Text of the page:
A review by Nalini Haynes
Strange the Dreamer is Lazlo Strange’s nickname because his head is in the clouds and his research is in the mythology of his world: fairy tales, myths and the lost city of Weep. Lazlo was one of hundreds of orphans during a plague in his home city, hence the name ‘Strange’, given to orphans. He grew up in a monastery then, when sent to the library on an errand, he never returned. Once he was found, the librarians said he could stay because ‘if the library steals a boy we let it keep him’.
Boy yearns for girl
Now Lazlo is a young man, a second class citizen in a city where wealth buys scholar status. His research was stolen by Thyon Nero, a scholar and the queen’s favored godson. Lazlo isn’t allowed to apply to travel to Weep when an ambassador comes seeking assistance. However, Lazlo seizes the opportunity to step forward, begging for a place in the train upon their departure.
In Weep, Sarai is trapped a floating citadel in the shape of a seraphim. She screams magical moths each night and traverses the distance to the ground embodied in the moths. When moths alight on a sleeper, Sarai enters their dreams. She calls herself the Muse of Nightmares because, in the beginning — after a horrendous massacre — she retaliated, wreaking vengeance on the city below. Now, after 10 years of entering dreams, she understands why humans felt compelled to murder the gods and Sarai’s people, blue-skinned godspawn. Now she enters dreams to learn and to inspire fear of the citadel, a form of aversion therapy in the hopes of being allowed to live in peace or, at least, to be allowed to live.
Sarai’s ‘family’ comprises 4 other godspawn with various powers and some ghosts with solid form. They live under The Rule: they will never give sign of life to the city below so the humans won’t come to kill them. However, events have overtaken them all.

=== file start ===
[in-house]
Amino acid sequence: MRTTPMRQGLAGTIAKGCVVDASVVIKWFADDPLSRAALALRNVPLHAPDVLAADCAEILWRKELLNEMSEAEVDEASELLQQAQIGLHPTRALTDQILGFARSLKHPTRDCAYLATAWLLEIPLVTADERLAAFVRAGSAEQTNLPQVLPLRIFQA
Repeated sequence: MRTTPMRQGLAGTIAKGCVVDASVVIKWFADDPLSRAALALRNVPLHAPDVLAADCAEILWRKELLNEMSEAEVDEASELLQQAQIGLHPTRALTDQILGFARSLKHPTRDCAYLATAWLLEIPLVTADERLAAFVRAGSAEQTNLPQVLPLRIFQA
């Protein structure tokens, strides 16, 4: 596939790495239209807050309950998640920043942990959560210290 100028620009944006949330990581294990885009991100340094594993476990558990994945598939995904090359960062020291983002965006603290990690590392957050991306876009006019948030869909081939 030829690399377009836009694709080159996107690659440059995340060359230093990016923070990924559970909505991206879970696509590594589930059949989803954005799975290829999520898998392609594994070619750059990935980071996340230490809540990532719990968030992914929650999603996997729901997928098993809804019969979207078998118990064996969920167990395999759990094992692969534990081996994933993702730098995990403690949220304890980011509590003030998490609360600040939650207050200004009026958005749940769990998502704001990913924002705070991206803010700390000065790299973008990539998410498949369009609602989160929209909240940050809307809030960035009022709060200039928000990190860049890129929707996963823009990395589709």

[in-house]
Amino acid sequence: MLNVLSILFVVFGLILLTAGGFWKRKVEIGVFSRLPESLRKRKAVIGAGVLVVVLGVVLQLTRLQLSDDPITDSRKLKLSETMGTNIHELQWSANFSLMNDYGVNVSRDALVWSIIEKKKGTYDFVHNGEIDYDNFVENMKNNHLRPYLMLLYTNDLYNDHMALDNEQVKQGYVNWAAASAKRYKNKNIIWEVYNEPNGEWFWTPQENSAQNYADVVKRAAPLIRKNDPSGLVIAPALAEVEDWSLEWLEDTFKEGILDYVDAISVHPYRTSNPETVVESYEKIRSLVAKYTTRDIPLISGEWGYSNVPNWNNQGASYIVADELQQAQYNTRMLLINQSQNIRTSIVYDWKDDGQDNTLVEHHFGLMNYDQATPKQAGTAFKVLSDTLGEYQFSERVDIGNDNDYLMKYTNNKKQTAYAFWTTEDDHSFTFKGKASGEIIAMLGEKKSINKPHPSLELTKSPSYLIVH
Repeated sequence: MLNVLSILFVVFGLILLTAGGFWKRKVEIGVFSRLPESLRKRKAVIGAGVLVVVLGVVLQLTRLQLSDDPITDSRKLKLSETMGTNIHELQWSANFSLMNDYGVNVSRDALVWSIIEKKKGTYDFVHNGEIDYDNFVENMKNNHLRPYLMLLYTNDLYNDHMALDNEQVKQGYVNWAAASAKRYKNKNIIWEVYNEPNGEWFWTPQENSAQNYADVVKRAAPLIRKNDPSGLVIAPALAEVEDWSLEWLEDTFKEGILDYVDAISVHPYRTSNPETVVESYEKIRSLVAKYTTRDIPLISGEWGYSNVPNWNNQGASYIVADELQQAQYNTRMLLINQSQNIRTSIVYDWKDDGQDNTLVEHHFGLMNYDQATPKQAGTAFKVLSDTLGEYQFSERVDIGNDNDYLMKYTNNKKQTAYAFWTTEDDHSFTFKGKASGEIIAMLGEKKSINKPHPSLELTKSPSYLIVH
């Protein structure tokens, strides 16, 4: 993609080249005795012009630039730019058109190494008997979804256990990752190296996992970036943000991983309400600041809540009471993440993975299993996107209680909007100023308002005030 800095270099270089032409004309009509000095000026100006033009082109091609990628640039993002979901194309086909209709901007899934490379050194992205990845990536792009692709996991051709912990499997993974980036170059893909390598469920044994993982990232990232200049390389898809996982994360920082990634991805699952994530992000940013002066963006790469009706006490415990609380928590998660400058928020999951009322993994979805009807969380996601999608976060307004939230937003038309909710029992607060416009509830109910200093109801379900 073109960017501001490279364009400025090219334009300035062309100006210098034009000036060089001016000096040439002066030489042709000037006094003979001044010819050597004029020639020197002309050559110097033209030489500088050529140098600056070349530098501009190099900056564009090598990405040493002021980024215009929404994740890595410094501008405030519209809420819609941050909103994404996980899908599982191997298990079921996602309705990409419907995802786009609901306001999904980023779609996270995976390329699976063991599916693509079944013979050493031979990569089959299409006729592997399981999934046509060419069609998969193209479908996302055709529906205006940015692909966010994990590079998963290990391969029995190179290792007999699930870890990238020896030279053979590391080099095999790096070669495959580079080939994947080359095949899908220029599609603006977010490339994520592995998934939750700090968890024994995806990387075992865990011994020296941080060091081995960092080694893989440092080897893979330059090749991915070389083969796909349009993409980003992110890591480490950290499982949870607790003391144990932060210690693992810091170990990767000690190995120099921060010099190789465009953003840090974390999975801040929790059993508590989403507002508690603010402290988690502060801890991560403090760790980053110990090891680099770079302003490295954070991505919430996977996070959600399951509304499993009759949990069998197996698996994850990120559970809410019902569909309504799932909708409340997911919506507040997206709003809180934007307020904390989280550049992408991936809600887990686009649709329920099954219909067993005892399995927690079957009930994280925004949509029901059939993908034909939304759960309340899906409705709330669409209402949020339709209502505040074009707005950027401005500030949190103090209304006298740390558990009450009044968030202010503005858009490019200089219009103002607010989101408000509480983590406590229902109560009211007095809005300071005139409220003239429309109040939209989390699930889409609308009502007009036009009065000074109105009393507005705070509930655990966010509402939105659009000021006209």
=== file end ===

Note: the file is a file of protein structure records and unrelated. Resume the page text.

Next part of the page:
Sexytimes as a passtime
A couple of young adults demonstrate their interest in sex without romance to scratch an itch and occupy their time. This is also written with some complexity — more layers — but without judgement as such. One character’s final comments on the matter are … enlightening. Healthy.
Set in the same universe from which Laini Taylor’s angels and demons emerged in Daughter of Smoke and Bone, Strange the Dreamer has a pre-existing framework but it’s not necessary to have read the previous trilogy. So far only mention of Seraphim and demons link the two separate stories.
Like in Taylor’s previous trilogy, I love the racial (species?) tensions in Strange the Dreamer. Taylor’s exploration of racial tensions, particularly where there’s been a history of racial abuse and violence, is cogent and thought provoking without being judgmental. Even Minya, who comes across sometimes as a child, sometimes as a sociopath, is complex and — when considering her backstory — somewhat sympathetic, even if only in a limited way. One of the greatest strengths of this portrayal is that ‘blue skin’ is not code for ‘not white’: most of the humans have black hair. Lazlo’s grey eyes and Thyon’s golden hair are so unusual they deserve emphasis. I evisage characters ranging from Saxon to Asian to African.
In the city of Weep many people have disabilities. Before the uprising 15 years before the main action of the story is set, the gods used to take humans up into the citadel. Many returned with disabilities in body (missing parts), mind (post-trauma) or both. For two centuries the populace lived with the horror of oppression that made a huge impression on their psyche. No one is ‘inspiring’ because they’re disabled; they’re just people who sometimes have a difference. One woman in particular has a missing hand, a point of discussion because she hosts Lazlo, a stranger to the city. She’s not inspiring because of her disability (a missing hand); she’s inspiring because she’s sassy and forthright, a middle-aged or elderly woman who’s an influential side-character. (Can I get a ‘HELL YEAH’?!)
I’m ambivalent about the prologue: it gives too much away and yet it adds to the tension. Considering where the novel stops — cliffhanger! — I guess it’s good to be prepared.
Strange the Dreamer is part Cinderella, part Rapunzel and part Romeo and Juliet. Lazlo is Cinderella but it is his assertive actions that free him from his servitude, leading to an adventure. Sarai is Rapunzel trapped in a floating citadel instead of a tower but, again, she is an active agent reaching out, she’s no passive princess waiting for a prince to climb her hair. Lazlo and Sarai are Romeo and Juliet, lovers caught on opposite sides of a war, both with agency. Strange the Dreamer is a magical coming-of-age story with romance in spite of adventure and events running out of control. I love this story.
NOW I NEED THE NEXT INSTALLMENT, STAT.
Rating: 5 out of 5 stars
Publisher: Hodder & Stoughton (Hachette)
Release date: 2017
Format: paperback but it is coming out in sexy hardcover, even in Australia. WANT. 523 pages.
Category: fantasy, young adult